Medical Content Created by the Faculty of the
Harvard Medical School
Most patients wear a hospital gown. Typically, you lie on your side with your knees curled up against your chest. In some cases, the doctor asks you to sit up and lean forward on a table.
The doctor feels your back to locate your lower vertebrae and feels the bones in the back of your pelvis. An area on your lower back is thoroughly cleaned with an antiseptic solution. Medicine is injected through a small needle to numb the skin and the tissue underneath the skin in the area where the spinal needle will be inserted. This causes some very brief stinging.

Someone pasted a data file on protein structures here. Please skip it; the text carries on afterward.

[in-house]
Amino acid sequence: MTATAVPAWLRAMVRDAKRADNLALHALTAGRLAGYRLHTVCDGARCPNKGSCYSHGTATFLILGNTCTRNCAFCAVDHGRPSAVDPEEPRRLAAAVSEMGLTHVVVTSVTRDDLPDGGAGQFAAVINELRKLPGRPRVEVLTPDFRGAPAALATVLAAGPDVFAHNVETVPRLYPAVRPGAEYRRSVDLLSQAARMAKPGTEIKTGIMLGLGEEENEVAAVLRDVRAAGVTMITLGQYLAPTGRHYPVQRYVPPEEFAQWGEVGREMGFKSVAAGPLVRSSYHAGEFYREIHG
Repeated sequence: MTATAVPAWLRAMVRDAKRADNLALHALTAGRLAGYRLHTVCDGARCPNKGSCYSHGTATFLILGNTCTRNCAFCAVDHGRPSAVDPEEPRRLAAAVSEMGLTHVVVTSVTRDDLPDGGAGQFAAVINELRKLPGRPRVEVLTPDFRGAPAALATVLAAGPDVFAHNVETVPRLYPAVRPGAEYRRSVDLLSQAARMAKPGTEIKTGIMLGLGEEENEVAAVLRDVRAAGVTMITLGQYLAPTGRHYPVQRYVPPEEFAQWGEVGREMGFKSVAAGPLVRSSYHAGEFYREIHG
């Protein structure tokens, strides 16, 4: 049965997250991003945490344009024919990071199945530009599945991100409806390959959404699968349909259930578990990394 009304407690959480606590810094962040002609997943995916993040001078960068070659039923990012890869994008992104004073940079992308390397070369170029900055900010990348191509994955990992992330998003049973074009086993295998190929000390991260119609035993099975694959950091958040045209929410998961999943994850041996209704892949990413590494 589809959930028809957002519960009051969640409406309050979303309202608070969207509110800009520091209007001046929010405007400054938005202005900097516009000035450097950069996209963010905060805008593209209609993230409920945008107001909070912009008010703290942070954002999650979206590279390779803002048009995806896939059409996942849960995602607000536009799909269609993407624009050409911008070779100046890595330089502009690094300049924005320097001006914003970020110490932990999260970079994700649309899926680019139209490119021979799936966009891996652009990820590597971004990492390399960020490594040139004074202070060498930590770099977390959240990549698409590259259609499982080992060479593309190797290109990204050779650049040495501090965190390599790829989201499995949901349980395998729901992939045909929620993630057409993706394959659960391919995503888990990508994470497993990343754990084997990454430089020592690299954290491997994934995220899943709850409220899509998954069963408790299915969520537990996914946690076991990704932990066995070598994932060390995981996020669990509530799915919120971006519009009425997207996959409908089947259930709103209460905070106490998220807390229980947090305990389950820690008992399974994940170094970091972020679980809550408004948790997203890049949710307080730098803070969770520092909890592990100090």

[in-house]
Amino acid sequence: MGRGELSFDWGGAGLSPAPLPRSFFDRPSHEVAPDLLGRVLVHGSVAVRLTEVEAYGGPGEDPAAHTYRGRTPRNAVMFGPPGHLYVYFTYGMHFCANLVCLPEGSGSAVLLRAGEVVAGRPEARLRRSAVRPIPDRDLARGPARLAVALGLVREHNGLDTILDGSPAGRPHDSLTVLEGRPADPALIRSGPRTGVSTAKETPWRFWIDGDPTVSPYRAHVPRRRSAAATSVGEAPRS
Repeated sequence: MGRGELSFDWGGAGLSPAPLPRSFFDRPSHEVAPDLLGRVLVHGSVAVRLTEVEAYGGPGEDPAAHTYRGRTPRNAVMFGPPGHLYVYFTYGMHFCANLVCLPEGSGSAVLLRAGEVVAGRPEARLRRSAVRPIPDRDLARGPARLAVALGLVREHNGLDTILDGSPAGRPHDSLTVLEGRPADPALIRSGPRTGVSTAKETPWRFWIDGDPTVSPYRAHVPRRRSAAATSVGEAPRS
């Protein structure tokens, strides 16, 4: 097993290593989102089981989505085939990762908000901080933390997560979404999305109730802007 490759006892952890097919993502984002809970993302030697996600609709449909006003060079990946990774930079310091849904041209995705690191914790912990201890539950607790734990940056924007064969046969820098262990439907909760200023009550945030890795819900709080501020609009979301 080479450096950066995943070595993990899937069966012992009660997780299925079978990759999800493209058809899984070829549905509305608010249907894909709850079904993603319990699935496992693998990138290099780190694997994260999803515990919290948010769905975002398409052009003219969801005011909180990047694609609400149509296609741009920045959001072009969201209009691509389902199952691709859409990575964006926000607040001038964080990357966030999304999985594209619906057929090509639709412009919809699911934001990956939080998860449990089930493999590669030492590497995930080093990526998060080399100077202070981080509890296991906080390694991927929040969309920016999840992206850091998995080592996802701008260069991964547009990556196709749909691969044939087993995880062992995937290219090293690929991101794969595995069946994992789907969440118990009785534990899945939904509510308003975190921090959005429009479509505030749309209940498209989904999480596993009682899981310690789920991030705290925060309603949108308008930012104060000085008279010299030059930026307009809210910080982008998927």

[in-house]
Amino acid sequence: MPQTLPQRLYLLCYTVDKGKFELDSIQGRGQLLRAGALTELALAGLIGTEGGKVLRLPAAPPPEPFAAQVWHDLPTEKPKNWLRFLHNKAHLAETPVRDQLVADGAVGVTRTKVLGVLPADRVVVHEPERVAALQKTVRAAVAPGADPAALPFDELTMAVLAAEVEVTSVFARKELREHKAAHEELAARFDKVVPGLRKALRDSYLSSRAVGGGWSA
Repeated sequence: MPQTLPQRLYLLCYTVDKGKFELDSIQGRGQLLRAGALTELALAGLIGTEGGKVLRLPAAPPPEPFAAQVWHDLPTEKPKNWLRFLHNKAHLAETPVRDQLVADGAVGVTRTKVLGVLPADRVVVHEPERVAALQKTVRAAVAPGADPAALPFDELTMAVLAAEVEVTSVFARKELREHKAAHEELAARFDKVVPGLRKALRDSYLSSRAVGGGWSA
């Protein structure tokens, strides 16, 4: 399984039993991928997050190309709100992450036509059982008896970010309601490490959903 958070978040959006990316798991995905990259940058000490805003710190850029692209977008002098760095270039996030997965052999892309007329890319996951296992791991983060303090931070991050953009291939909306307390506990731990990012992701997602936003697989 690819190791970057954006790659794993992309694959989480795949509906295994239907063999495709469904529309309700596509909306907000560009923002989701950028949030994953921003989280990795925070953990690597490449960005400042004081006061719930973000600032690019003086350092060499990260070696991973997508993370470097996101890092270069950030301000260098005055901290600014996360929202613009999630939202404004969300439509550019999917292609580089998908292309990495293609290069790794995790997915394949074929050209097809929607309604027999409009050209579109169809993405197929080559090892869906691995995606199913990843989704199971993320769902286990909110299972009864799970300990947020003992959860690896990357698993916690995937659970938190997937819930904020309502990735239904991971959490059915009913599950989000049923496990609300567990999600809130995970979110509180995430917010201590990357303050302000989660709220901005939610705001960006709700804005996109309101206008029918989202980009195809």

The spinal needle is very thin. The doctor inserts the spinal needle into the spot between the vertebrae. The needle is slowly pushed forward until it reaches the spinal canal. The doctor stops when fluid begins to drip out of the spinal needle into a sterile test tube.
Because of the numbing medicine used in this area, most patients experience only a sense of pressure from this movement. Occasionally some patients do get a sharp feeling in the back or (rarely) in the leg. Let your doctor know if you feel any pain.
Sometimes the doctor measures the pressure of the fluid before taking a sample. The pressure is measured with a tube that looks like a large thermometer held against the needle. The fluid sample collected is usually less than three tablespoons. You will not feel any discomfort when it is removed. After this, the needle is taken out. Usually a Band-Aid is the only dressing necessary.
The whole lumbar puncture, including set-up time, takes 30–45 minutes. The needle is in place for close to one minute.